33. HTN: Diuretics • Thiazides – early renal failure (In the treatment AKI, large randomized trials have failed to prove diuretics to be effective) • Loop diuretics – effective in pts with residual renal fx • Furosemide (Lasix), Torsemide (Demadex) • Thiazide-like Diuretics – potent, use in CKD/ESRD • Indapamide (Lozol), metolazone (Zaroxoline) • Osmotic – Mannitol • K-Sparing – spironolactone (Aldactone), amiloride (Midamor) [avoid in hyperKalemia] • Monitor: I/O, kidney function, lytes, ototoxicity, lipid profiles, uric acid, allergy

  34. Beta Adrenergic Blocking Drugs • Propranolol HCl (Inderal) • Acebutolol (Sectral) • Metoprolol (Lopressor) • Nadolol (Corgard) • Atenolol (Tenormin) • Pindolol (Visken) • Betaxolol (Kerlone) • Acarteolol (Cartrol) • Penbutolol (Levatol) • Timolol (Blocadren) • Carvedilol (Coreg) • Esmolol (Brevibloc) • Sotalol (Betapace) • Nebivolol (Bystolic) • ↓ HR • Bronchospasm • Masked hypoglycemia • ↑ triglycerides w/↓HDL

  35. Calcium Channel Blockers • Also used as: antiangina, arrhythmias • Cause negative inotropic • Dizziness, HoTN • Amlodipine (Norvasc) • Nifdipine (Adalat, Procardia) • Isradipine (Dynacirc) • Felodipine (Plendil) • Nnisoldipine (Sular) • Verapamil (Calan, Isoptin) • Diltiazem (Cardizem) • Others

  36. Analgesics in CKD • Mild (1-4): APAP, +/- adjuvants prn • Moderate (5-6): Tramadol (Ultram), Hydromorphone (Dilaudid)? • Severe (7-10): Fentanyl, Methadone, +/- adjuvants • Not recommended: Codeine, Oxycodone, Morphine, NSAIDs • AVOID: Meperidine, Propoxyphene

  37. Dyslipidemias Management in CKD NKF-K/DOQI. Am J Kidney Disease. 2003;41(suppl 3)

  38. CKD & Anemia Management • Transfusions • Androgen tx – 1970 • Modest success • Only 50% of pts respond with a 5% increase in HCT’s • Recombinant erythropoietin • EPO, Darbepoetin alfa • Iron Therapy • Iron dextran (Infed), Sodium ferric gluconate (Ferrlecit), Iron Sucrose (Venofer) • Adjuvants

  39. NKF-KDOQI Guidelines Monitor: Hb at least monthly Iron Indices at every 1-3 months NKF-KDOQI. Am J Kidney Dis. 2006;47(5):suppl 3., Am J Kidney Dis. Sept. 2007

  40. FDA Public Health Warning Issued for ESAs • Hb target >12 g/dL may  risk of CV events & death • Lowest dose of ESAs should be used • Hb should be gradually raised to avoid need for transfusion • Monitor Hb during dose titration • Withhold the dose if the Hb  exceeds 12 g/dL or rises by 1 g/dL in any 2-wk period

  41. Iron Physiology • Is a key constituent of Hb & necessary as adjunctive thx to enhance the effectiveness of ESA • Ferritin: Liver is the main storage site of Fe & in the form of ferritin • Acute-phase reactivity (’ed in acute/chronic inflammation, malnutrition, liver disease) • Transferrin (TSAT): immediate iron on board is essential for erythropoiesis • Acute-phase reactivity (significant fluctuations, low in malnutrition/chronic disease) • Reticulocyte hemoglobin content • “Real time” assessment of Fe status • Measures immediated incorporation of Fe into reticulocytes (in circulation for only 1 day) • Less variable/more accurate than sferritin/TSAT NKF-KDOQI. Am J Kidney Dis. 2006; Kalantar-Zadeh, et al. Nephrol Dial Transplant. 2004;19:141-149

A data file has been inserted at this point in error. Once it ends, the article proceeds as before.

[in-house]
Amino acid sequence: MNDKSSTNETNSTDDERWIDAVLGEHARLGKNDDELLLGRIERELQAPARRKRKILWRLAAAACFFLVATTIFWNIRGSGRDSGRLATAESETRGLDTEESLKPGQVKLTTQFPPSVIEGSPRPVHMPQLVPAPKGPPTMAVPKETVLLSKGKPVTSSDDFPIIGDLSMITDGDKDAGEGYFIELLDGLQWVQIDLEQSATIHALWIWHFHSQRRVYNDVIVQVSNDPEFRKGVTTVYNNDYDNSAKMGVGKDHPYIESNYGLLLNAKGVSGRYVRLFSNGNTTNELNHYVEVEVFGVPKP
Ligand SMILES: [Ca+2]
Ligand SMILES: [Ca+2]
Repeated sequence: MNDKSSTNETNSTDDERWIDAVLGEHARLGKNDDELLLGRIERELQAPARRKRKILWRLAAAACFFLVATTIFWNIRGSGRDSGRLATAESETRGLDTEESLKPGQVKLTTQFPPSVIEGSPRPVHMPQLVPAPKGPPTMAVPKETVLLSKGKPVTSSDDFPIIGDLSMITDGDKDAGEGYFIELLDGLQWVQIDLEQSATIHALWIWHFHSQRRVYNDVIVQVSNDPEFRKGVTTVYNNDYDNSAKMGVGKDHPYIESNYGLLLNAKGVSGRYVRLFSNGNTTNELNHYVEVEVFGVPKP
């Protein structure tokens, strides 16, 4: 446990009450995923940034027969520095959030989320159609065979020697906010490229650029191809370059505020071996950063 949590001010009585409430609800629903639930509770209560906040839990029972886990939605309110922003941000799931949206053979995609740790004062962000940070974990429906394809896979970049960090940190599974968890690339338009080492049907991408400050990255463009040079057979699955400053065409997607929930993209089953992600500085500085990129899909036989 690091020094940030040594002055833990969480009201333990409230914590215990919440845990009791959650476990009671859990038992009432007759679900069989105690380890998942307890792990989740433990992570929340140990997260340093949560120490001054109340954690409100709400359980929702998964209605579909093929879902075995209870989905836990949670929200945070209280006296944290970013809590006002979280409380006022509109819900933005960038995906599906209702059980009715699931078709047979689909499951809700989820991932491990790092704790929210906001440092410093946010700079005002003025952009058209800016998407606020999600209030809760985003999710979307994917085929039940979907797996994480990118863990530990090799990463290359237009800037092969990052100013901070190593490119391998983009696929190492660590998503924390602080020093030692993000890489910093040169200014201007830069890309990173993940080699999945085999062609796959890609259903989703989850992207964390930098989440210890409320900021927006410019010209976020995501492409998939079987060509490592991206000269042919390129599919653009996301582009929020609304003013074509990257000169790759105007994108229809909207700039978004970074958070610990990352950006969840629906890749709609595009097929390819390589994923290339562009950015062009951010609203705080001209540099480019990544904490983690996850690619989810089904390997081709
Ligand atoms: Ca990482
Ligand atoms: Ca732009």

42. NKF-KDOQI. Am J Kidney Dis. 2006; Fishbane. Am J Kidney Dis. 1997;29:319-333

  43. IV Iron administration Oral – not effective (HD) Iron Dextran: anaphylactic risk (0.6-2.3%), ~0.7% w/life-threatening rxns Iron Sucrose & Gluconate: better safety profile, similar efficacy Iron & Infection: microbes synthesize iron transport proteins that compete with transferrin for free iron; Depress sIron values have been documented during infectious diseases

  44. NKF-K/DOQI Guideline: Fe Administration • If TSAT <20% and/or Ferritin <100 ng/mL, give IV iron 100-125 mg qHD x8-10 doses • Repeat TSAT & Ferr 1-2 weeks later, if still <20% and/or <100 ng/mL, repeat IV Fe course • Once TSAT 20% & Ferr 100 ng/mL, give IV Fe 50-100 mg qweek MD Monitor: every 1 to 3 months May monitor during iron maintenance schedule, no need to interrupt dosing Usually 1-2 wks after course completed

  45. Hyporesponsive Issues Comobidities: DM, HTN, Cardiovascular disease, Frequent hospitalizations, blood loss, CA, AIDS Infection, Inflammation Iron deficiency (Absolute & Functional) Aluminum toxicity Pure Red Cell Aplasia (PRCA) Hypoalbuminemia Elevated C-reactive protein level Temporary & permanent catheter insertions

  46. Overcoming Hyporesponsive Issues? L-Carnitine • A carrier involved in the transport of fatty acid • HD patients may have low level • No pathogenic mechanism that may contribute to anemia Vitamin C (Ascorbate) • May help  the release of Fe from ferritin & the reticuloendothelial system, which  Fe utilization during heme synthesis Conclusion: Insufficient evidence Not recommended: Androgens

  47. Mineral & Bone Disorders • Severe Hyperparathyroidism (sHPT) • Vitamin D’s analogs • Phosphate-binding drugs • Cinacalcet (Sensipar) • Calcium sensing receptors • Decrease PTH hormone • Lowering serum calcium levels • Dose sHPT – 30mg po daily; increase q2-4w, prn • AE’s: N/V, hypocalcemia, seizures

  48. NKF-KDOQI Target Treatment Goals for CKD Stage 5 NKF-KDOQI. Am J Kidney Dis. 2003;42(suppl 3)